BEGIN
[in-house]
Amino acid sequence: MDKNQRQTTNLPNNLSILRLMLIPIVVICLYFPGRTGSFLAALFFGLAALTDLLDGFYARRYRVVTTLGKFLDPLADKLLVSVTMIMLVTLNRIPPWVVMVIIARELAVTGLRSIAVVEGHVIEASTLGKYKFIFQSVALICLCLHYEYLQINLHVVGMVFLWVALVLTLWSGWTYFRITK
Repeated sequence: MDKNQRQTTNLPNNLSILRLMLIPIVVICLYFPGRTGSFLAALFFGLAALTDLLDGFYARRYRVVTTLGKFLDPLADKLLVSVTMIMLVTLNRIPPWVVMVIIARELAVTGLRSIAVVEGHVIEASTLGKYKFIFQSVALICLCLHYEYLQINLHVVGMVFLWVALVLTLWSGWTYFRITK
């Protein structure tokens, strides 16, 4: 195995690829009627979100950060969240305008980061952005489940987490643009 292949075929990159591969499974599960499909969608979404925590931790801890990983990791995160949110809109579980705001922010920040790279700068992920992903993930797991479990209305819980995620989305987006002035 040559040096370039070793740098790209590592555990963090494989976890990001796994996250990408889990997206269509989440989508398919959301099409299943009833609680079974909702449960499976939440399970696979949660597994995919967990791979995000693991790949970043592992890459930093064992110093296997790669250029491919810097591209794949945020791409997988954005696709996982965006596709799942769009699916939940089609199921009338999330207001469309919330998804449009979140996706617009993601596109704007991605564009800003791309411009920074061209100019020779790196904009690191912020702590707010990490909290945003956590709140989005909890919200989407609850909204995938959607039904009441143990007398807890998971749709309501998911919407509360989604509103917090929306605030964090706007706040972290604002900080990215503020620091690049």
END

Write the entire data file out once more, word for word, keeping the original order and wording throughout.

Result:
[in-house]
Amino acid sequence: MDKNQRQTTNLPNNLSILRLMLIPIVVICLYFPGRTGSFLAALFFGLAALTDLLDGFYARRYRVVTTLGKFLDPLADKLLVSVTMIMLVTLNRIPPWVVMVIIARELAVTGLRSIAVVEGHVIEASTLGKYKFIFQSVALICLCLHYEYLQINLHVVGMVFLWVALVLTLWSGWTYFRITK
Repeated sequence: MDKNQRQTTNLPNNLSILRLMLIPIVVICLYFPGRTGSFLAALFFGLAALTDLLDGFYARRYRVVTTLGKFLDPLADKLLVSVTMIMLVTLNRIPPWVVMVIIARELAVTGLRSIAVVEGHVIEASTLGKYKFIFQSVALICLCLHYEYLQINLHVVGMVFLWVALVLTLWSGWTYFRITK
């Protein structure tokens, strides 16, 4: 195995690829009627979100950060969240305008980061952005489940987490643009 292949075929990159591969499974599960499909969608979404925590931790801890990983990791995160949110809109579980705001922010920040790279700068992920992903993930797991479990209305819980995620989305987006002035 040559040096370039070793740098790209590592555990963090494989976890990001796994996250990408889990997206269509989440989508398919959301099409299943009833609680079974909702449960499976939440399970696979949660597994995919967990791979995000693991790949970043592992890459930093064992110093296997790669250029491919810097591209794949945020791409997988954005696709996982965006596709799942769009699916939940089609199921009338999330207001469309919330998804449009979140996706617009993601596109704007991605564009800003791309411009920074061209100019020779790196904009690191912020702590707010990490909290945003956590709140989005909890919200989407609850909204995938959607039904009441143990007398807890998971749709309501998911919407509360989604509103917090929306605030964090706007706040972290604002900080990215503020620091690049």